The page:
Malcolm McLaren died of mesothilioma yesterday at the age of 64. Described by his Wikipedia entry as a "performer, impresario, [and] self-publicist," he's best known as the manager of The New York Dolls, The Sex Pistols, Adam & The Ants, and Bow Wow Wow, as well as a recording artist who scored a hit with "Double Dutch." This really has nothing to do with wrestling, but as perhaps the most carny man in the entertainment industry, I feel that he's worth discussing here.
He designed costumes for the Dolls and ran an S&M shop. He was at the forefront of punk and hip hop. He manufactured stars like boy band svengalis would later. And he was completely fucking insane. Find out why after the jump.
My favorite McLaren story comes from the excellent book "Rip It Up and Start Again: Postpunk 1978-1984" by Simon Reynolds. But first, I have to explain Bow Wow Wow a little bit. Bow Wow Wow's lead singer Anabella Lwin was young, joining the band (who McLaren had just...umm...re-purposed from Adam Ant) at 13. Those who only know the band via their one US hit, a cover of The Strangeloves' "I Want Candy," probably wouldn't be aware of how much of McLaren's marketing and lyrics for them revolving around sexualizing the very much not legal Anabella. A photo featuring a nude, (albeit strategically covered up) Anabella was planned to be used as the cover art for their first full-length album, "See Jungle! See Jungle!" When Anabella's mother found out, she alleged that her daughter was being "exploit[ed] for immoral purposes" It was clear what McLaren was trying to sell, and it also took attention away from the strength of the band's excellent musical output, which was unsurprisingly similar to Adam & The Ants, only with more of an emphasis on the African-style drumming and the addition of some surf-rock style guitar. Even behind the scenes, "sketchy" would be too kind a description for McLaren. At one point, he decided that Anabella wasn't fitting in with her older, male bandmates because she was a virgin, and convinced them that one of them needed to deflower her. Guitarist Matthew Ashman drew the short straw, but failed to complete the task.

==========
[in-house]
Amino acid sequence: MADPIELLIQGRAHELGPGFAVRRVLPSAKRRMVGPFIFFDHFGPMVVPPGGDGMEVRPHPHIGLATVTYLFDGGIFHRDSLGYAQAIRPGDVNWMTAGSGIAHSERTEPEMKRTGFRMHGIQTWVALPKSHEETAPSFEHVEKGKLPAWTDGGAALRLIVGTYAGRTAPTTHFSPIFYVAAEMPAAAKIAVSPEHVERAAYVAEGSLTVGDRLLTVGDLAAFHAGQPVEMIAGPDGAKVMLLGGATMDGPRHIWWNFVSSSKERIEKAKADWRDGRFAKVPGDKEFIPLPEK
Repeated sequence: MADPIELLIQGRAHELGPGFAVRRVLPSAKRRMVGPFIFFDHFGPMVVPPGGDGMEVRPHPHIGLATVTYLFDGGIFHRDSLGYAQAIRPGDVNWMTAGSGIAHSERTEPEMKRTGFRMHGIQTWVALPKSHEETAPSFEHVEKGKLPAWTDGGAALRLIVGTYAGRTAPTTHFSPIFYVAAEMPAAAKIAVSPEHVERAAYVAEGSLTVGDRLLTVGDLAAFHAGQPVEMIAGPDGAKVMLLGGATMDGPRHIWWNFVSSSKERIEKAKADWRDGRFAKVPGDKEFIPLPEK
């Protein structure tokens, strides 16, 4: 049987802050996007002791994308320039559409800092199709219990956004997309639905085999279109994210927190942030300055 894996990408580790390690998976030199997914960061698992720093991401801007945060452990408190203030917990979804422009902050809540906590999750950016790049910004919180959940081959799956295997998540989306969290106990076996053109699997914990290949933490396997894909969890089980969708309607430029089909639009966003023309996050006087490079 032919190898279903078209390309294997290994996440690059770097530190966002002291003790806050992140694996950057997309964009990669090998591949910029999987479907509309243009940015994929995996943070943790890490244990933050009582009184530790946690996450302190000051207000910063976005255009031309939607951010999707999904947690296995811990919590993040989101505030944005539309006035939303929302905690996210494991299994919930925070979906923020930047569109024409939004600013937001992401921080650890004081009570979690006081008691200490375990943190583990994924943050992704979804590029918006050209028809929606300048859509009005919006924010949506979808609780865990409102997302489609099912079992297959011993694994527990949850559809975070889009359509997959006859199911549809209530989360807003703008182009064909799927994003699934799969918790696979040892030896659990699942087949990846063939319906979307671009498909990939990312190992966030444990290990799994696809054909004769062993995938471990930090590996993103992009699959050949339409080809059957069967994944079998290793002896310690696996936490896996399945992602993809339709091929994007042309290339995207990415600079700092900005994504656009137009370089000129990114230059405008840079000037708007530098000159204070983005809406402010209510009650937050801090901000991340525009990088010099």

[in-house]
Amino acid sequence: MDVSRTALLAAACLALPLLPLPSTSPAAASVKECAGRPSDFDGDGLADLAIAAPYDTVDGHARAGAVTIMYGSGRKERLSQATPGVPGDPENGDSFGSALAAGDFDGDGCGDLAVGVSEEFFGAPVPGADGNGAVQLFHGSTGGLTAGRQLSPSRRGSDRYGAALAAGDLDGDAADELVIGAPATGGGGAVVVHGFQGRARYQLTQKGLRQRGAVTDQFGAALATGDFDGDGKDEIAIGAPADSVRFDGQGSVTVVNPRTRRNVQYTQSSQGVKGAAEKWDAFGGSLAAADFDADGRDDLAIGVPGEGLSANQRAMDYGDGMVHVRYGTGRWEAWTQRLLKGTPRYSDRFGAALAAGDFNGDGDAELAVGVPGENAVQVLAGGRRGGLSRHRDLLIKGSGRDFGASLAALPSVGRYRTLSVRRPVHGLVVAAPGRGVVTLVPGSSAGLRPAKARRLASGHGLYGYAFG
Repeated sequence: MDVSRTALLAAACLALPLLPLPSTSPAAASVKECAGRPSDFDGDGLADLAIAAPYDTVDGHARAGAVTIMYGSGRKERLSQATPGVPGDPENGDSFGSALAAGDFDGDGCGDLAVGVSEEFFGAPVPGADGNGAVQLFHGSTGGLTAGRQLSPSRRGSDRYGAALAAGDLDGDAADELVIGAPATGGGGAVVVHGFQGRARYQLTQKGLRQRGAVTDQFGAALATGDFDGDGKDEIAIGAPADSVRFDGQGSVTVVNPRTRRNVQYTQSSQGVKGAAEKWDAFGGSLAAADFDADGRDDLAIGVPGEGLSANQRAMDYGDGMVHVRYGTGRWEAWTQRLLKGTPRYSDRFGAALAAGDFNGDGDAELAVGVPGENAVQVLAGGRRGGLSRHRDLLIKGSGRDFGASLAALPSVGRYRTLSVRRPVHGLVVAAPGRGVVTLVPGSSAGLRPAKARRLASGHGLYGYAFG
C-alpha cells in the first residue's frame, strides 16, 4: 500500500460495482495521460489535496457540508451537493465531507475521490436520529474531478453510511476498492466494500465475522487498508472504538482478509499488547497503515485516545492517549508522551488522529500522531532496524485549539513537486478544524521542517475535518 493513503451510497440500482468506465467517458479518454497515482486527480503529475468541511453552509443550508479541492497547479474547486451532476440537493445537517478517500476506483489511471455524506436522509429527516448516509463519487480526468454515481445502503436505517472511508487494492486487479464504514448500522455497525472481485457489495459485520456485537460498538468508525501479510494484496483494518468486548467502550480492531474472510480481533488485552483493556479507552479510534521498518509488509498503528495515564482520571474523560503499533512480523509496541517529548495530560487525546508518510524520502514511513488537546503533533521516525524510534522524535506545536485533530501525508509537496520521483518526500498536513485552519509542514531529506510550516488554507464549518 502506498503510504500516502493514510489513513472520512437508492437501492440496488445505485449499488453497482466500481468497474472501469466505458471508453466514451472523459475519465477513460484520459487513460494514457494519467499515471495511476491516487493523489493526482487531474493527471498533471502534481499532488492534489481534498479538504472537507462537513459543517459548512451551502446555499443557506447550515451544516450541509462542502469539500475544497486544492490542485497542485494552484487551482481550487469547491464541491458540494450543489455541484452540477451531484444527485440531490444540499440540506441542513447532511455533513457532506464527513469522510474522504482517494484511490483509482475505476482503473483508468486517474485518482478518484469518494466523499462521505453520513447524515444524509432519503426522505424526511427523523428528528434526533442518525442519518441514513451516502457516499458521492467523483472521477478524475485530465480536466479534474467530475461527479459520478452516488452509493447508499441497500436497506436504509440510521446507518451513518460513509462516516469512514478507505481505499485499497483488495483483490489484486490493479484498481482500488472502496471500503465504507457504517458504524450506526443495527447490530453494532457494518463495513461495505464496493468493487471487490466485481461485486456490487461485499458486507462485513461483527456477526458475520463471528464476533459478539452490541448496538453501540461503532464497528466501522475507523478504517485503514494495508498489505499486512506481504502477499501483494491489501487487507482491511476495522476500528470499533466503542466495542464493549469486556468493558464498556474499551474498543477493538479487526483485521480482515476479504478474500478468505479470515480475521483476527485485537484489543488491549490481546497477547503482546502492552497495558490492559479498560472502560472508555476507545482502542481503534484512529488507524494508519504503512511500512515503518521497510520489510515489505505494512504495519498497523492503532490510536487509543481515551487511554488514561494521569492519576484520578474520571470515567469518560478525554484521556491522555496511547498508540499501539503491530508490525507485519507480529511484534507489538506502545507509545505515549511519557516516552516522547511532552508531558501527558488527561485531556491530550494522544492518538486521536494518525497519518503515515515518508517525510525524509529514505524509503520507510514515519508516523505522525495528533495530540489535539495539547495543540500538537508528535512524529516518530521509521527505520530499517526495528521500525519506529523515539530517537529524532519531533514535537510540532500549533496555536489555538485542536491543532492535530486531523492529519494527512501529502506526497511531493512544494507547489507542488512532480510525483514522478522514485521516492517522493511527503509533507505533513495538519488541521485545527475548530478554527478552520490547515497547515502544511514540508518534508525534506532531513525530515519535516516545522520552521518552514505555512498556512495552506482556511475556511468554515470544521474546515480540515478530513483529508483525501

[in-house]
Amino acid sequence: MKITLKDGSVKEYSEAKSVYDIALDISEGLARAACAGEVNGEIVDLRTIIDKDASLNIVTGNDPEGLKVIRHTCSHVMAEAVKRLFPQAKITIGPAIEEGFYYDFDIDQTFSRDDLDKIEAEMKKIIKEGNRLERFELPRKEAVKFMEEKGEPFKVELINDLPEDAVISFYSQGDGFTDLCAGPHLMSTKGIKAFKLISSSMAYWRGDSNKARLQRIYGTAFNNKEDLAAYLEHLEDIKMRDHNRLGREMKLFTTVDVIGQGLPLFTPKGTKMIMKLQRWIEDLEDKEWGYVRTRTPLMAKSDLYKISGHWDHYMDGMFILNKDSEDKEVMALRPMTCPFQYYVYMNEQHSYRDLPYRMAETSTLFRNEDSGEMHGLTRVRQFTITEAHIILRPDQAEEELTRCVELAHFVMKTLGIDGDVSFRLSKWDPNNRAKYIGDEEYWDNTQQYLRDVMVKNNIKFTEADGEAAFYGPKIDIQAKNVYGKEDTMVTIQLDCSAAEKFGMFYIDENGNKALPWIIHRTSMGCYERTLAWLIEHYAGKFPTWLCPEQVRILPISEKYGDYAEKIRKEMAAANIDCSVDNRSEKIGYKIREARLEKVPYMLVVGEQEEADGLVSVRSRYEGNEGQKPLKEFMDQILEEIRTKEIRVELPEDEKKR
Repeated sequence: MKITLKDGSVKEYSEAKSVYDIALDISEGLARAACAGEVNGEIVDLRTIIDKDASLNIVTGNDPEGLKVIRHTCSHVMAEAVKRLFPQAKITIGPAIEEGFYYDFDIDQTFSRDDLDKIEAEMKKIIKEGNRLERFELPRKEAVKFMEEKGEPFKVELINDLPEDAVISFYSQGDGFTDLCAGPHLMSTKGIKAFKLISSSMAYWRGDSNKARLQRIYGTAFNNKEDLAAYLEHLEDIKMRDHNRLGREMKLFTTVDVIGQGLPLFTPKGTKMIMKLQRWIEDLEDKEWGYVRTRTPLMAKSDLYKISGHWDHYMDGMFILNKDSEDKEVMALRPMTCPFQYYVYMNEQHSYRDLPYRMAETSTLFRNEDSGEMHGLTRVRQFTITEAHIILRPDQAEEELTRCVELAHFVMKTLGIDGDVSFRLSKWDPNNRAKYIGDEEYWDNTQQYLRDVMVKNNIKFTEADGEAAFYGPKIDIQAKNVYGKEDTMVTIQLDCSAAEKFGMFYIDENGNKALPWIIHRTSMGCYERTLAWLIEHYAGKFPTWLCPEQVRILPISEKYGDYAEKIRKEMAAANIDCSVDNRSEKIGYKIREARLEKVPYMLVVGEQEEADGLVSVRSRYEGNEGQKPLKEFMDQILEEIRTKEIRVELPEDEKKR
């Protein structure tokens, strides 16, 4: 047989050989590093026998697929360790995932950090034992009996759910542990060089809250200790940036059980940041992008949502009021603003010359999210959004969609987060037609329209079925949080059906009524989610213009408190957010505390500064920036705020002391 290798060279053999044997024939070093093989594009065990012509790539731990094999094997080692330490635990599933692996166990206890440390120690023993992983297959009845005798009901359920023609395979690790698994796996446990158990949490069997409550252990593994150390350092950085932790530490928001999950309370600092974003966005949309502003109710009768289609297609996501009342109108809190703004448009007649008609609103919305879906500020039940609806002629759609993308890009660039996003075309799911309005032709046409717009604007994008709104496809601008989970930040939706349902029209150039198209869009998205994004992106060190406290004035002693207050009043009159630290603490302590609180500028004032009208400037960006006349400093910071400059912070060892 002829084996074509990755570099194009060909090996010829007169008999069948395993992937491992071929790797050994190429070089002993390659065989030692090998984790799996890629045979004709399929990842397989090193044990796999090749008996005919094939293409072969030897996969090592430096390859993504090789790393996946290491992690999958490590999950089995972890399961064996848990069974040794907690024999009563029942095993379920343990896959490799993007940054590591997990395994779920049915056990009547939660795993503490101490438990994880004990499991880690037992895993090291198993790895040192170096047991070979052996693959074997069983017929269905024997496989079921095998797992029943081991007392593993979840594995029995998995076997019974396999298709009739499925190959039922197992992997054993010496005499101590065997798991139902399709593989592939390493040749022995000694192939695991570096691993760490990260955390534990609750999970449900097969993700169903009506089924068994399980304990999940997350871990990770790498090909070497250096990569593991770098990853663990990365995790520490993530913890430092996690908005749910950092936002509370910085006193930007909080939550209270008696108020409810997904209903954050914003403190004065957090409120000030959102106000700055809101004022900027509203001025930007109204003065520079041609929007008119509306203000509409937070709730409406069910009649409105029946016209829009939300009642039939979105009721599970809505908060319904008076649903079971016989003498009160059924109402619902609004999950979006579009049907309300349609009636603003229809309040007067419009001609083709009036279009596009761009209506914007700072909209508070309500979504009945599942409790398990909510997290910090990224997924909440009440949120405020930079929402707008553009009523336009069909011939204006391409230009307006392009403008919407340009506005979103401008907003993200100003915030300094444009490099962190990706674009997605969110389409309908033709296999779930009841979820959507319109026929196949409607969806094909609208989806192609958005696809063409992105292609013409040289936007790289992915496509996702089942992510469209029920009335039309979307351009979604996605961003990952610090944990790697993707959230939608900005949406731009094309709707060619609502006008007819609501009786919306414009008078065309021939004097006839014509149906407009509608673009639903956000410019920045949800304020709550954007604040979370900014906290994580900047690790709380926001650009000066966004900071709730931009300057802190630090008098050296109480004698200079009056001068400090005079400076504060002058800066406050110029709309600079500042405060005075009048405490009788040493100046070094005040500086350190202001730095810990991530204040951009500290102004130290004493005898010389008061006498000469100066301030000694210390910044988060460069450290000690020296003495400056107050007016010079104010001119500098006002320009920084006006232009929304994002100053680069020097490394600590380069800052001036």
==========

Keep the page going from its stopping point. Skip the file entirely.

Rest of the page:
Anyway, McLaren was always looking a new marketing angle. Bow Wow Wow's debut was an EP (remember those?) released exclusively on a low-priced cassette in a box styled after a cigarette pack (and labelled as "flip pack pop"), with the idea being that pop music would become more of a impulse-buy commodity that was easily disposable. With audio cassettes not being up to the standard of audio quality required for radio airplay, it didn't get the needed publicity and didn't chart. Their first single was released on multiple formats, but the cassette release was unique in lacking a B-side track. Instead, the B-side was blank, as part of the theme of the A-side: "C30 C60 C90 Go!", an ode to taping songs off the radio, which was, at the time, a major concern of the British Phonographic Industry, who claimed it was a crime.
So...yeah, time for that story I was talking about. McLaren decided to launch a magazine with EMI's backing, all while the BBC was shooting a documentary about the marketing of Bow Wow Wow. First called "Playkids" and later "Chicken," he claimed that the new periodical would be about "pleasure technology for the primitive boy and girl." If that isn't creepy enough, the photo sessions included McLaren asking Anabella to pose nude (she declined) and then "badgering" a different 13 year old girl into stripping nude, during which she was crying. It was clear to Fred Vermorel (an old friend who McLaren hired as editor) that the situation was massively screwed up. His theory, seemingly proven true to him in a conversation with McLaren (where the latter expressed his intentions to flee to South America before "the shit hits the fan") was that his old friend wanted to engineer a wide-ranging child pornography scandal that would take down EMI, the BBC, and everyone else involved, including Vermorel. McLaren wanted to prove that pop music was pornography for and using children, and this was his opportunity.
Vermorel realized he had to put a stop to this whole mess, telling New Music Express that while at the beginning, he thought the project would be an edgy alternative to "Smash Hits," a teeny bopper music magazine, it turned out to be "a magazine for adults that features kids as objects." In response, McLaren called his estranged friend a closet puritan. The project pretty much disappeared after that. The BBC locked the raw documentary footage in a vault, the photos went largely unused aside from a handful that ended up on later Bow Wow Wow releases, and, as Vermorel put it "The only physical evidence of Chicken's existence" was the card listing the advertising rates.
Now, after reading that, don't you wish that this guy could have met Vince McMahon for a brainstorming session recorded for some sort of home video release?